2. We acknowledge the amicus briefs filed in support of The Harvard Crimson by (1) the Student Press Law Center, the New England Press Association, the Society of Professional Journalists, the Associated Collegiate Press, The Heights, the Brown Daily Herald, and the National Police Accountability Project of the National Lawyers Guild; and (2) James K. Herms of the Student-Alumni Committee on Institutional Security Policy, and Security on Campus, Inc.
3. The Legislature has identified fifteen categories of records otherwise public that are exempt from disclosure. See G.L. c. 4, § 7, Twenty-sixth. Harvard has not claimed that the requested documents fall within any of these exemptions.
4. In its brief, the Crimson has noted that potential constitutional questions may arise if HUPD records are exempted from public disclosure. Because the Crimson did not raise this issue in its complaint or before the Superior Court, it has been waived. See Salem v. Bureau of Special Educ. Appeals of the Dep't of Educ., 444 Mass. 476, 485-486, 829 N.E.2d 641 (2005); Albert v. Municipal Court of the City of Boston, 388 Mass. 491, 493-494, 446 N.E.2d 1385 (1983).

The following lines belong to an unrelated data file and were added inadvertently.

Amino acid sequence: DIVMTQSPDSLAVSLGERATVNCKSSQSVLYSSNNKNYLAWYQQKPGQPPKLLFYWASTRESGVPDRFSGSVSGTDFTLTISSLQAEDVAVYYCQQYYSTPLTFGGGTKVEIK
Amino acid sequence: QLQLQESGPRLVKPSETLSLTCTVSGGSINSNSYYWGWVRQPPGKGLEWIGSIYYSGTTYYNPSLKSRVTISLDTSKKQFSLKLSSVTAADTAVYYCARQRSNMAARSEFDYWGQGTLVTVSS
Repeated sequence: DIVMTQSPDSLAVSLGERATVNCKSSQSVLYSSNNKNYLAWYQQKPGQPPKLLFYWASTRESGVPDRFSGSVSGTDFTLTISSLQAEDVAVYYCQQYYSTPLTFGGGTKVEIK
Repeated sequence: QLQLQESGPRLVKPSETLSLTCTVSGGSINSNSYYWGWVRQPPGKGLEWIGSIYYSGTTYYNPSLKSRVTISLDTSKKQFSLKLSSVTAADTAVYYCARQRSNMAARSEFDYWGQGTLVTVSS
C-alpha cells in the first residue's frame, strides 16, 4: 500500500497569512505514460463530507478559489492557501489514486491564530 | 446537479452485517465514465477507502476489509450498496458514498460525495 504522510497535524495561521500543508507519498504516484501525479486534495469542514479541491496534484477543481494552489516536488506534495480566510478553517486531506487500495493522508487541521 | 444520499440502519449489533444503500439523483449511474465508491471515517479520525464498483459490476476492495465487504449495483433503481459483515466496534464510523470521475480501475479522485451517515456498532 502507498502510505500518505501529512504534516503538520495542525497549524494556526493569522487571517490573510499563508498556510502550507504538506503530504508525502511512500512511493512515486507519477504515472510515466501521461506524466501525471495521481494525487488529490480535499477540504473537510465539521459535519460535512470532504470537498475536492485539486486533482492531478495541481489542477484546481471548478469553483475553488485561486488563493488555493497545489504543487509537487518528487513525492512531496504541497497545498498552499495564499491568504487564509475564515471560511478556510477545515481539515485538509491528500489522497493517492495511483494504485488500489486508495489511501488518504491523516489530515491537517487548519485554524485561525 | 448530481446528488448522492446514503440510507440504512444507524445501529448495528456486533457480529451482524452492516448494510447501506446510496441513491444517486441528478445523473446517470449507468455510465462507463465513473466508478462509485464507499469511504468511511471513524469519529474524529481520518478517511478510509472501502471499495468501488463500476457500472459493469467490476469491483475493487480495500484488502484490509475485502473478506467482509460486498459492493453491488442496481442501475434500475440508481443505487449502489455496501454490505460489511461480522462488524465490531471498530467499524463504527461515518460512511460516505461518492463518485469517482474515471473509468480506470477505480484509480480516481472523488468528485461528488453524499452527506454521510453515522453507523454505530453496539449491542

5. Harvard asserts that this case should be remanded to the Superior Court for entry of a binding declaration that documents in the custody of the HUPD are not subject to the public records law. See Attorney Gen. v. Kenco Optics, Inc., 369 Mass. 412, 418, 340 N.E.2d 868 (1976) (“When an action for declaratory relief is properly brought and relief is denied on the merits, the action should not be dismissed,” and rights of parties should be declared). However, dismissal of a complaint pursuant to Mass. R. Civ. P. 12(b)(6), 365 Mass. 754 (1974), does not constitute a decision on the merits, and therefore, declaratory judgment should not enter. See Wallerstein v. Bar Examiners, 414 Mass. 1008, 1009, 610 N.E.2d 891 (1993).
6. Although G.L. c. 66, § 10, requires disclosure by “[e]very person having custody of any public record,” the parties agree that this phrase does not encompass every private individual holding a document that is a public record, such as a birth certificate or a marriage license. The Crimson does assert, however, that the disclosure requirement should apply to the HUPD, an entity exercising broad police powers.